This is real prison; real life | AspenTimes.com
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This is real prison; real life

My name is Anthony Rizzuto. I was recently denied reconsideration and told to serve a 17-year D.O.C. sentence (12 years in prison plus five years parole). I received the largest sentence of all 12 men in the 1999 “crime spree.”

Nearly all these men went to prison “camps,” which are minimum and minimum-restrictive security prisons. I’ve served three years. However, because of the excessive length of my sentence, I’ve done two of three years incarcerated in a medium-closed facility, which is one step from maximum.

I got caught up in this case at barely 19 years old and I’ll now likely be in prison until the age of 28 or 30, where I’ll start five additional years of parole.



Every day is filled with endless remorse and regret for my conduct. I hope beyond anything that Ms. Ryan and Mr. Simon are able to move forward.

In the past three years I’ve lost nearly all my friends, including someone I sincerely loved. I’ve been stabbed in the stomach, watched friends get prison shanks (knives) stuck through their necks, and others, if they’re lucky, get pummeled until they’re barely recognizable.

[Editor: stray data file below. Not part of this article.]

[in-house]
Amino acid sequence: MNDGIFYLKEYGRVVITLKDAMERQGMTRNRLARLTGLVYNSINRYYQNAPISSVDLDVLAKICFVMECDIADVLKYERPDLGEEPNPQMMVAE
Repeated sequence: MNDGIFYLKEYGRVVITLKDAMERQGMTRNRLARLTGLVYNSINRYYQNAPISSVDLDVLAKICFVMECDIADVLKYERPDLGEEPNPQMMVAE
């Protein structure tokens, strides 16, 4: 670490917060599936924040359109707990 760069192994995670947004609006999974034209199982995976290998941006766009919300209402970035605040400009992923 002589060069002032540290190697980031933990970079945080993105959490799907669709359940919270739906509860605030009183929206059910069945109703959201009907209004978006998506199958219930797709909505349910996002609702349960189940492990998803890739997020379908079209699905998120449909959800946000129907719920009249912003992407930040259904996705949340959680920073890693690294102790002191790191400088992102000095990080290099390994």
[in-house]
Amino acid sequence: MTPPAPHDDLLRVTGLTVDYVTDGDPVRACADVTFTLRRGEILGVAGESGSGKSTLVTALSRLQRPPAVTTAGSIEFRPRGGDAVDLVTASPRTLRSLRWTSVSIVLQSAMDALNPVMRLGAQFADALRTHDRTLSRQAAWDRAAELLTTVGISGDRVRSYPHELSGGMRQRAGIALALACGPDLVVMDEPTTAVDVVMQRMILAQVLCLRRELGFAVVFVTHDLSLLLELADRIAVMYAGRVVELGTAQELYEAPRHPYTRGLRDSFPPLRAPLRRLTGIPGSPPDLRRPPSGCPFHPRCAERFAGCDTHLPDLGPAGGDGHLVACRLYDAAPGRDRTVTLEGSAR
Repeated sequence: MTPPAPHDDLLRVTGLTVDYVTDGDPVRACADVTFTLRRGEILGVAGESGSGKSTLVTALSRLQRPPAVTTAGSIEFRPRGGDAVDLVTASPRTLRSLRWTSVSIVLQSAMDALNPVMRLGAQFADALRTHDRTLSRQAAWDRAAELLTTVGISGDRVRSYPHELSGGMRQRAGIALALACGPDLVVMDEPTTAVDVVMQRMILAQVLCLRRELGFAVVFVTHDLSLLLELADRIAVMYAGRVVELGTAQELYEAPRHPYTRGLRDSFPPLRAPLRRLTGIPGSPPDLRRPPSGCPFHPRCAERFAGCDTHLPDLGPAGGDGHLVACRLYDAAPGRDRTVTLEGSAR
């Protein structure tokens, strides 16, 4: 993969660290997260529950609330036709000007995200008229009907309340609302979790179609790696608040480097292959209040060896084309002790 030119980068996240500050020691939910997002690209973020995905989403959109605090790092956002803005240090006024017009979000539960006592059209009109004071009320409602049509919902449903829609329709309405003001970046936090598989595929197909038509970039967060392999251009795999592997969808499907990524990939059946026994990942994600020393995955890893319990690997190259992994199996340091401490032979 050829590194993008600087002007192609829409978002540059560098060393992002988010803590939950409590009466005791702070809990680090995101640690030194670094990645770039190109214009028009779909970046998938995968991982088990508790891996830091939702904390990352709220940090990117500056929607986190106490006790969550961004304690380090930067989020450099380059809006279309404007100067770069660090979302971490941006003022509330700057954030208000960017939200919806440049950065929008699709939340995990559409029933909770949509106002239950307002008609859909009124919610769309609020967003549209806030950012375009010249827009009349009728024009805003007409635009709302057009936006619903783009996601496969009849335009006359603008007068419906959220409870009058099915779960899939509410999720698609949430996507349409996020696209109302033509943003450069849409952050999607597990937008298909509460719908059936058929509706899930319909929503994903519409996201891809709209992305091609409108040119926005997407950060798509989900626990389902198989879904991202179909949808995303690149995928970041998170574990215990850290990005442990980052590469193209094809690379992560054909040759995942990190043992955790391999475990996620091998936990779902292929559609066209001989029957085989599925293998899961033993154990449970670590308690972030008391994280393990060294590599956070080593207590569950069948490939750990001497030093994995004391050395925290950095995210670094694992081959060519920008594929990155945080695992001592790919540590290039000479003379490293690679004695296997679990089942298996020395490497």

I’ve befriended young men that appear no different than your sons, fathers and brothers, only to later find out that they raped and/or murdered young women.

I’ve read articles and watched news broadcasts about men who rape, molest and murder children, and been disgusted when I see them walk into the cell block where I live.

I find it perplexing that I am serving more time than many rapists, child molesters and murderers. This is real prison; real life. I’m only 22, and I’ve been through this for three years so far and I still have nine more years to go.

I am fully aware that I deserve to be in prison, so please don’t misconstrue this as anything more than the truth of prison life. I will grow from an immature teenager to an adult in a place where love, support and any goodness are nonexistent.

Hope for a light at the end of the tunnel quickly and consistently disintegrates, while I watch my co-defendants get released from prison to go back home for a second chance at life. I’ve realized justice is inconsequential to some, yet I continue to search for an answer in a punishment that will soon lose its purpose.

I deserved to come to prison; I needed to come to prison. But after 10 years of incarceration, what else will I know?

Anthony Rizzuto

Sterling Correctional Facility


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